Chefs go on to open their own restaurants and businesses; investment bankers go on to become consultants and lecturers, as do lawyers. There are many ways to channel talent and skill into a freelance/ part-time job once there is enough expertise to back it up. The nature of your work does dictate whether or not freelancing is a viable option, but in time all experience can be channeled to explore new avenues. The amount of time needed to build a suitable portfolio varies from industry to industry- for example a doctor might have to practice for a decade or so before becoming a lecturer or a consultant at a pharmaceutical company, but a stylist may only need a few years training under a senior before branching out on their own.
Transitioning between the two
Almost all careers can transition between freelance and full time, but a few industries are more likely to have freelance culture. In advertising and films especially, it is quite routine for professionals to be exclusively freelancers. Even if directors and stylists are associated with certain production houses, there is room to work independently outside of the realm of that particular production house. Likewise for photographers, art directors, event managers, cinematographers, and many others within this industry because the nature of their work is more project-oriented, with each project being different from the last. Unlike more corporate environments such as banks where professionals are doing similar tasks over a long period of time, creative jobs have a little more room to work on freelance basis because their body of work tends to have more diversity.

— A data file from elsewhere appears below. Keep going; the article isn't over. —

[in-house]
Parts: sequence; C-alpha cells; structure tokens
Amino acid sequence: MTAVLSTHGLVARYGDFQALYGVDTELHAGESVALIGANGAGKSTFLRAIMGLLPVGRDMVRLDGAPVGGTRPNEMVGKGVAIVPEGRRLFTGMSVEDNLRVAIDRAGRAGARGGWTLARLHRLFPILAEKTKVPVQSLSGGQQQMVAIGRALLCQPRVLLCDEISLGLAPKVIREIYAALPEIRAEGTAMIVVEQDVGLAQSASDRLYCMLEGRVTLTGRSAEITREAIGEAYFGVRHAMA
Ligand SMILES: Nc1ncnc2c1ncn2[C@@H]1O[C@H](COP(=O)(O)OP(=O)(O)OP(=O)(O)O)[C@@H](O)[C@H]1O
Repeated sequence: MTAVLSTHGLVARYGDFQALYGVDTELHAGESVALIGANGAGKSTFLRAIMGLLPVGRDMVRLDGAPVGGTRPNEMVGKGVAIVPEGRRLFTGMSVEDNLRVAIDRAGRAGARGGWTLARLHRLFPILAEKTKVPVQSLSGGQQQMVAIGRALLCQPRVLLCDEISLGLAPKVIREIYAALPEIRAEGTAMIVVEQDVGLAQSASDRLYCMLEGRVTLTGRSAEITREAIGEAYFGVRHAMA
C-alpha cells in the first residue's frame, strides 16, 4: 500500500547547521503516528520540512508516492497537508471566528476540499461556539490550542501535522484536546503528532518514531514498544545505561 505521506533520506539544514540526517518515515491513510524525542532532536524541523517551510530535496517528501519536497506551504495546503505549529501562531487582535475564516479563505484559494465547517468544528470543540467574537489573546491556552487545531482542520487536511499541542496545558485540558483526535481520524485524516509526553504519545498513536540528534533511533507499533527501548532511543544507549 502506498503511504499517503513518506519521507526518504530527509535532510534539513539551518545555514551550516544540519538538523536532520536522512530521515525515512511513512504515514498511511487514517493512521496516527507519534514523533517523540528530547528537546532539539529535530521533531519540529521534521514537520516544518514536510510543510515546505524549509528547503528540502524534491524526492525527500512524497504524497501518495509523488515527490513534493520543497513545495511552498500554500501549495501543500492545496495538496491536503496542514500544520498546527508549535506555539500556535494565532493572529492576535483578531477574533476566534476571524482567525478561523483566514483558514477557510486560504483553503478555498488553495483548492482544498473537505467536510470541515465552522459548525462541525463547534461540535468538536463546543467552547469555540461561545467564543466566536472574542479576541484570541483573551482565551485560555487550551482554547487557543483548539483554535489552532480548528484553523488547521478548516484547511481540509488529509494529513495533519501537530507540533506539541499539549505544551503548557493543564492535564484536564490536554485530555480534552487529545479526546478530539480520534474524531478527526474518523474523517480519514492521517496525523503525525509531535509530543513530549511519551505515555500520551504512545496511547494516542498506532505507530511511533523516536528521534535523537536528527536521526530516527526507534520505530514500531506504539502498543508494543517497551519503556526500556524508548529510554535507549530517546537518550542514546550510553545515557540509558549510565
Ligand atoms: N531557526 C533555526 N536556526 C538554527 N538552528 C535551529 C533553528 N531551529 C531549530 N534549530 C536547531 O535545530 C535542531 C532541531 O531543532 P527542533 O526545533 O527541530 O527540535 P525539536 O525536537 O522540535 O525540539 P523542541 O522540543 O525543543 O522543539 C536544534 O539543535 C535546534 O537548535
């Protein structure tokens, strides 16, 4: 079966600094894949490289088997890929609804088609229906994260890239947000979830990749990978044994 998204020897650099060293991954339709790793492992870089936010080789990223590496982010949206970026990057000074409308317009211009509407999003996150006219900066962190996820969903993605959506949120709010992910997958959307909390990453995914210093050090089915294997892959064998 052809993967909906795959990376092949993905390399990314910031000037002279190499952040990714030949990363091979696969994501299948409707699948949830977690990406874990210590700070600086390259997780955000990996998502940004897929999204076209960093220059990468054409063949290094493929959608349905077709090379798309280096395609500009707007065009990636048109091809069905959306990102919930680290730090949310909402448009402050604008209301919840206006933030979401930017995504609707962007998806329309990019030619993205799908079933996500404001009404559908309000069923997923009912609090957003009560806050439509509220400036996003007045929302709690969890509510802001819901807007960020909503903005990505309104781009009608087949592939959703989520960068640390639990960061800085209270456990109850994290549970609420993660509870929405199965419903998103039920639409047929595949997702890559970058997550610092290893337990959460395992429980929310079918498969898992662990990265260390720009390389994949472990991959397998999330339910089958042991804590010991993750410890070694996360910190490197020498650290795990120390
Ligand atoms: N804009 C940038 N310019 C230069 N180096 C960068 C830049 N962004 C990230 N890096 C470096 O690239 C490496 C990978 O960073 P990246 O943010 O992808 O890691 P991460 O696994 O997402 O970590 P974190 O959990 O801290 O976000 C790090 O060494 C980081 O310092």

The smaller details
Once you consider the bigger issues, the relatively trivial aspects need to be weighed out as well. Being a freelancer means not having a large office space with facilities such as a printing room, a coffee machine and 24/7 internet. For most freelancers, the cost of a work station and utilities is the biggest expense, and while working out of coffee shops and bistros may seem like a charming way to spend the day (and can certainly make for likeable Instagram content) there is a good chance you will be spending money before making it.
Being a freelancer also means being able to take control of your schedule, being in charge of keeping yourself motivated and creating a timeline for each day. Not having a professional space to meet clients and collaborators can be an inconvenience, but lots of co-working spaces are cropping up all over the city, that are feasible options to consider. While it is possible to stay at home and work out of your pajamas, it sometimes helps to get up, make your bed, get dressed and get out for the day.
There is a level of loneliness to tackle while freelancing, because moving from assignment to assignment means constantly working with new clients and teams, and not having enough time to make workplace friendships. On the plus side however, this also means not having to deal with pesky colleagues and creepy managers.
Being in charge of your own schedule also means having the ability to take days off whenever you choose, and it is easier applying for leaves when the only person that has to approve them is you. The flip side to that coin is that not being part of a larger organization means not having a severance package and company planned savings to bank upon should you have to take a permanent leave from the job.
Both paths, freelance or full time can lead to success and both can bring job satisfaction. There is no right or wrong choice because we live in a time where it is possible to transition from one to the other. Ultimately if you know what you want to do, you will find a way to do it whether it’s from a desk in a corporate park or the corner table of a café.
If you’re a freelancer and looking for assignment here are some sites that offer freelance assignments.